“Excellence in Truth and Service”
The motto of Howard University. It’s also what Virgil Parker, a returning alumni of the Emerging Leaders Impact Fund (ELIF) told me when I asked him what philanthropy means to him.
“We all have a responsibility to create solutions to help people around you,” Virgil says. “We need to strive to be a man for others.”
His vision comes, in part, thanks to an act of individual philanthropy that changed the course of Virgil’s life.
Six and a half years ago, Virgil arrived in the DC area to study at Howard University. Raised primarily by his mother and maternal grandmother near Rochester, New York, Virgil balanced two jobs while studying so he could continue his education – but it still wasn’t enough to meet mounting financial costs. After just two years, Virgil was forced to drop out.
Determined to work his way back into school, Virgil picked up a third job – but he quickly realized that even with the added income, it would take months – maybe even years – before he had enough money to restart his academic career.
Then one day, his boss (a fellow HU alum) learned of Virgil’s financial struggles. In an act of unsolicited generosity, she made a payment of nearly $5,000 to the University on his behalf, no strings attached – just enough money for him to register for classes.
“She did not have to do that,” Virgil said. “But I’m glad she did. Because of her gift, I made a commitment with God that I was going to do all that I could to give back and do my best.”
Virgil returned to Howard University and was quickly drawn to the social impact space. He applied to an internship with the Aspen Institute’s Program of Philanthropy and Social Innovation. There he was introduced not only to the full breadth and scale of philanthropy – but also to a brand-new opportunity for young professionals in Prince George’s County.
“The Emerging Leaders Impact Fund is about the future,” ELIF Chair Davion Percy shares. “Not only the future of our community – here in Prince George’s County -- but it’s also about the future leaders of that community.”
Launched in 2020, ELIF’s goal is to help young professionals realize the positive impact that they can have in Prince George’s County, through a medium that many of their age group may not be super familiar with -- philanthropy.
“A lot of young people don’t realize that philanthropy is one of the most sustainable ways to make a difference in your community,” Davion explains. “We can all do things like mentor or volunteer – but few things have as long-lasting an impact – or as much personal and professional fulfillment – as strategically investing through philanthropy.”
“ELIF is basically a behind-the-scenes course of philanthropy in action in Prince George’s County,” says Darcelle Wilson with the Greater Washington Community Foundation. “We take our members behind the scenes and guide them through every step of the philanthropic cycle.”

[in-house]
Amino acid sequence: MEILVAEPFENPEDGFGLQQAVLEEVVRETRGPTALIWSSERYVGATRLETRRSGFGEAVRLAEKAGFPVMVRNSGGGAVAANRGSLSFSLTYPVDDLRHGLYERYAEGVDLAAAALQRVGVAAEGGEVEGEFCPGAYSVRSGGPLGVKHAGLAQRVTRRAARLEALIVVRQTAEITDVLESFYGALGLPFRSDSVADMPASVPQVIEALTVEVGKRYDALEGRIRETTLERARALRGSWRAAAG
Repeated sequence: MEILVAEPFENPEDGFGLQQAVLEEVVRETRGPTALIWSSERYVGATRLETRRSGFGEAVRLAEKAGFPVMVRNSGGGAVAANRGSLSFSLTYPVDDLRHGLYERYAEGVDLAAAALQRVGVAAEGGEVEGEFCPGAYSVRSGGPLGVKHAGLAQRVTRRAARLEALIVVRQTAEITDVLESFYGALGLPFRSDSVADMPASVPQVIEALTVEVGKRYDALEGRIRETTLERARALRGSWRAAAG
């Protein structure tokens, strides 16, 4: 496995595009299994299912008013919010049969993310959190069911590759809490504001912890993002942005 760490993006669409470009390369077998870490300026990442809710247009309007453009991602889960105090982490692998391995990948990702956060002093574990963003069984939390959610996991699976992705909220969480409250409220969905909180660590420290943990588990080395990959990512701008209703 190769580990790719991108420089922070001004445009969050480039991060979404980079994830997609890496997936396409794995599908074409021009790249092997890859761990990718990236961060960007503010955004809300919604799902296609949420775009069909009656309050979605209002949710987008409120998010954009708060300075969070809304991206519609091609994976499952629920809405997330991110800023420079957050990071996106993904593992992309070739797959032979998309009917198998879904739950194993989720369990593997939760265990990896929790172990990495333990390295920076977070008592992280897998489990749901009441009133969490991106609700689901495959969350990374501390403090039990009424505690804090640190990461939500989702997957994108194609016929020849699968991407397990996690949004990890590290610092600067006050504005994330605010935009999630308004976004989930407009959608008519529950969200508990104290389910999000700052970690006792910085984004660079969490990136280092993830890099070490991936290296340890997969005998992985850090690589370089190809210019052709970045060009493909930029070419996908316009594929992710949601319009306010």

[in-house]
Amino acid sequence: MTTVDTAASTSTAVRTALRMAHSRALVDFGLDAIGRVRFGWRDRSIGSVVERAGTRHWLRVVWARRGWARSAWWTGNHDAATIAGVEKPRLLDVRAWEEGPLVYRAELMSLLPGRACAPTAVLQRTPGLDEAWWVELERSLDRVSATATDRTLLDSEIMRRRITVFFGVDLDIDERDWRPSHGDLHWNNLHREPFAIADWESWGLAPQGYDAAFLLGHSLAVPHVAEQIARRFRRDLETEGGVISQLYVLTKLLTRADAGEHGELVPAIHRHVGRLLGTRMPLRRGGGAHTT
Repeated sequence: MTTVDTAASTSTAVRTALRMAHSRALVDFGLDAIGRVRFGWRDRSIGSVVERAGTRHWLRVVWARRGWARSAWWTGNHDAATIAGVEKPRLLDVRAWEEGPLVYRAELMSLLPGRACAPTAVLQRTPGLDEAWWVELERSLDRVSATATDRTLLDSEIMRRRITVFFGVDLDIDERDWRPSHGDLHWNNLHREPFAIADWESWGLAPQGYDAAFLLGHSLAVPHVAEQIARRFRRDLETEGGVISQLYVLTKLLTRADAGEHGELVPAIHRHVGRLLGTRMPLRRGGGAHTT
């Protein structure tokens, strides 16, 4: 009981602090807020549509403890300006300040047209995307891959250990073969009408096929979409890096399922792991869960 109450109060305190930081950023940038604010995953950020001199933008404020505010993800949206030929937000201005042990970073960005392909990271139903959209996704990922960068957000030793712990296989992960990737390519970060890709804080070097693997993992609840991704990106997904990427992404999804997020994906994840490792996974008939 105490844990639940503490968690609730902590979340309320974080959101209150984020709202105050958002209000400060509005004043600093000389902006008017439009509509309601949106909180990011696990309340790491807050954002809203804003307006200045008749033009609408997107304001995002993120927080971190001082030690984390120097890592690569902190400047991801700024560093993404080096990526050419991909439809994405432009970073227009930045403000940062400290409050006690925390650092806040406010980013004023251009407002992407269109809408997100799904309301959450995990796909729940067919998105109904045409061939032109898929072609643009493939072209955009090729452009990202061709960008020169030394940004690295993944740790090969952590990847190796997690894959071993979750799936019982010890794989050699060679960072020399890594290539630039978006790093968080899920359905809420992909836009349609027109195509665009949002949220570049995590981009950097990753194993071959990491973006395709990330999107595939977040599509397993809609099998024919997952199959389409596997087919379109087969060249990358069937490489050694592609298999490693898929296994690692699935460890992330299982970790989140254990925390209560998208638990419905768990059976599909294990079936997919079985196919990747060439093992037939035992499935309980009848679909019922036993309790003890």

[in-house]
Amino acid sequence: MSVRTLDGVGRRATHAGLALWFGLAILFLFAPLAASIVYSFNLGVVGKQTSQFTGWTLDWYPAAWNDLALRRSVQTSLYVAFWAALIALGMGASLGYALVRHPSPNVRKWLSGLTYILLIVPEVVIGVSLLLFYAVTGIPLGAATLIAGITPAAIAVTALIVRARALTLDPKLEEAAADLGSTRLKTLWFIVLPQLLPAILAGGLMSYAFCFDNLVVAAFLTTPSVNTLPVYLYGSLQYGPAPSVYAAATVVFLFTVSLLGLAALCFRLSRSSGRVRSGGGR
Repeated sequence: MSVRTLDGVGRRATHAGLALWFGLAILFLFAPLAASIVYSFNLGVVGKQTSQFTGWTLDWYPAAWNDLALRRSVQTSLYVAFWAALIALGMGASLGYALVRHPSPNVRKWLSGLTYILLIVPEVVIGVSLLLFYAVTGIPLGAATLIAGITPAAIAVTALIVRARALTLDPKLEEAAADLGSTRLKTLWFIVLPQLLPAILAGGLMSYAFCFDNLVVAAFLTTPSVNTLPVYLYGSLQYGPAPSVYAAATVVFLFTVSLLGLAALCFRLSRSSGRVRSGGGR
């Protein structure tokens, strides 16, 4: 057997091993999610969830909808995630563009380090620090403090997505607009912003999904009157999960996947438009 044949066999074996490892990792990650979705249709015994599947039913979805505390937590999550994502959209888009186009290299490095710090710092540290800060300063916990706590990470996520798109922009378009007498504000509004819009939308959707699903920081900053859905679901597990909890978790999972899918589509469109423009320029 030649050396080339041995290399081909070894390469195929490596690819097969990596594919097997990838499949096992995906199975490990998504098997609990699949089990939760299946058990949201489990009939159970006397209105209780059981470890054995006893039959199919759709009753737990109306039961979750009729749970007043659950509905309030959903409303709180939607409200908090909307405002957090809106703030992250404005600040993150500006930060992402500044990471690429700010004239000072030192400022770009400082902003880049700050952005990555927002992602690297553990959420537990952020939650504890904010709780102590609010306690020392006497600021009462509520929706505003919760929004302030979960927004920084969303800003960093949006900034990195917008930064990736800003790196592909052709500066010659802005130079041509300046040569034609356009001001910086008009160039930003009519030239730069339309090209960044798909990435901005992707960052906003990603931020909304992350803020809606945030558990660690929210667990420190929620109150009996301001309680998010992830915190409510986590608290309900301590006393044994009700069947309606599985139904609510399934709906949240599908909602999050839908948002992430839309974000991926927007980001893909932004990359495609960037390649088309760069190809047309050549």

Over the course of the year, ELIF members learn about Prince George’s County and the challenges that community members face. Based on what they’ve learned, members collectively decide on a cause to invest in and get the unique opportunity to participate in each step of the grantmaking process – from requesting proposals to allocating funding.
“I’m excited to learn more about this world of philanthropy,” incoming ELIF member Kate Spanos shares.
Kate learned about ELIF through her Nonprofit Management & Leadership course at the University of Maryland in College Park. Like several of her classmates, Kate is eager to see how she can apply the principles she’s learning in the classroom to the work she does every day.
“My partner and I started EducArte (a nonprofit in Prince George’s County) at the outset of the pandemic,” Kate explains. “Being new to the nonprofit and philanthropy space, we’re still learning how things work. My hope is that through ELIF we can not only give back, but also better understand what the needs of the community are so we can align ourselves to meet them, as an organization.”
Last year, the inaugural ELIF cohort -- which totaled 40 young professionals including Virgil-- chose to focus on addressing chronic absenteeism in Prince George’s County schools. The group awarded $11,500 in micro-grants to five different Prince George’s County nonprofits supporting youth and children’s learning.
“The idea of philanthropy is that it doesn’t take a whole lot to do a lot of good,” Virgil adds. “Anyone can participate; anyone can make a difference in their community. All they need to do is find the right avenue to use their given assets to help advance somebody else. For me, ELIF is one of those avenues.”
The Emerging Leaders Impact Fund (ELIF) is now enrolling members for the 2022 cohort. If you would like to give back to your community by becoming an ELIF member, visit www.thecommunityfoundation.org/elif